“It’s a matter of technique and process,” says Renganeschi. “We learned how to brew professionally on that system with limited means. We didn’t have a lot of equipment or resources to bring to bear, but we had an idea of what we wanted to make and what we developed at that time informs what we make today.”
A Bit of Nostalgia
It’s not uncommon for breweries to offer tasting notes when promoting their beers. More often than not, there will be straightforward descriptors such as grapefruit, chocolate, coffee, flowers, and other items derived from the beer’s main ingredients. At Hudson Valley, the beer descriptions verge on the bits of fun childhood that many us experienced.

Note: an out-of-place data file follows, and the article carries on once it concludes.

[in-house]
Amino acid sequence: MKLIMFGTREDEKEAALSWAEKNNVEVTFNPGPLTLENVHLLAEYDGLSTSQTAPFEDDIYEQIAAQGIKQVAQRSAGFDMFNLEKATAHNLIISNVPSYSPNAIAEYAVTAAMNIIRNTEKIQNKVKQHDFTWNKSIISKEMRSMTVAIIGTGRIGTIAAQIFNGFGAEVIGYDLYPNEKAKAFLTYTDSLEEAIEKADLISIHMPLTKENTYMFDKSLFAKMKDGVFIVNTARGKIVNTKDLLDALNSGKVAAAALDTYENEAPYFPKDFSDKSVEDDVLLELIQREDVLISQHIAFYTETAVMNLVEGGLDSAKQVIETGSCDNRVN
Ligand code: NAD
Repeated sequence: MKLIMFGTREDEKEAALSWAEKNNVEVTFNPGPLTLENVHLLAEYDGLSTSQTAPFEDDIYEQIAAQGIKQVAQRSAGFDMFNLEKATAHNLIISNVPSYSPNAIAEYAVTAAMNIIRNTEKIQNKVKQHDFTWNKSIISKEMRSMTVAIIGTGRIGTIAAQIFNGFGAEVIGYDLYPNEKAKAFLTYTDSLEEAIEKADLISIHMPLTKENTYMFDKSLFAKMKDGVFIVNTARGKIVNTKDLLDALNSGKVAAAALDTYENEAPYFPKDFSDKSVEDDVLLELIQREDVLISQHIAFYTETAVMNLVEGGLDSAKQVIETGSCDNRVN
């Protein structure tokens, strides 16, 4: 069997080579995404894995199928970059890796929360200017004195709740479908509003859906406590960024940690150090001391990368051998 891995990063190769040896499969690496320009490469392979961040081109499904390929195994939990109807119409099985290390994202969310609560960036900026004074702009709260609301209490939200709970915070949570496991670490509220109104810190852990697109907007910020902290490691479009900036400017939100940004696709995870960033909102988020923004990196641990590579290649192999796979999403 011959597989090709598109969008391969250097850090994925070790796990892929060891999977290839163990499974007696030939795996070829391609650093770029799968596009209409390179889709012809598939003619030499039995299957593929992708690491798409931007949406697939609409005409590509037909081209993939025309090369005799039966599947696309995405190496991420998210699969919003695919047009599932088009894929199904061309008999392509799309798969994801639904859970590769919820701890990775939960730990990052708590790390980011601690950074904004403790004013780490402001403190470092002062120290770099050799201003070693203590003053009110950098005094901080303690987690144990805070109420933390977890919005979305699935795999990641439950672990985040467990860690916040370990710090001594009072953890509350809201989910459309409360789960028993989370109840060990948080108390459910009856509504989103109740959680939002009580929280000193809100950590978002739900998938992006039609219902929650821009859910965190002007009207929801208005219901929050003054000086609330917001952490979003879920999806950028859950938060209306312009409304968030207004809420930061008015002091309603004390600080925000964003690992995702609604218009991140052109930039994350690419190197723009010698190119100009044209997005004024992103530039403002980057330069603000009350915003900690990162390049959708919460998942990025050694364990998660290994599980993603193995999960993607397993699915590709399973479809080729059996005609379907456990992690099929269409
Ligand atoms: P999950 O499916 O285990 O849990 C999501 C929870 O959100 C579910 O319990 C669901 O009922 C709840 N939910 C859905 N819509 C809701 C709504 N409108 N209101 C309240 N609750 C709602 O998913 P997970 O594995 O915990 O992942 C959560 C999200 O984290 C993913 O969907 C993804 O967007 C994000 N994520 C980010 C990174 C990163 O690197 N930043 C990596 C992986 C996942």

Take Inflorescence, the 8 percent ABV double sour IPA that “tastes like birthday cake, Little Debbie Oatmeal Creme Pies, Charleston Chews.” Or Lullaby, a 6 percent ABV sour farmhouse ale that is reminiscent of “Crystal Light Strawberry Lemonade, Mott’s strawberry applesauce, and Aperol Spritz.”
The pair says the descriptions are born out of “tasty Tuesday” sessions where the staff and others taste finished beers. There isn’t an intent, in the way some brewers have, to mimic a flavor in advance, but that comes later. It’s a fun way to connect with fans and also helps bring new drinkers into the fold by offering specific, familiar flavors.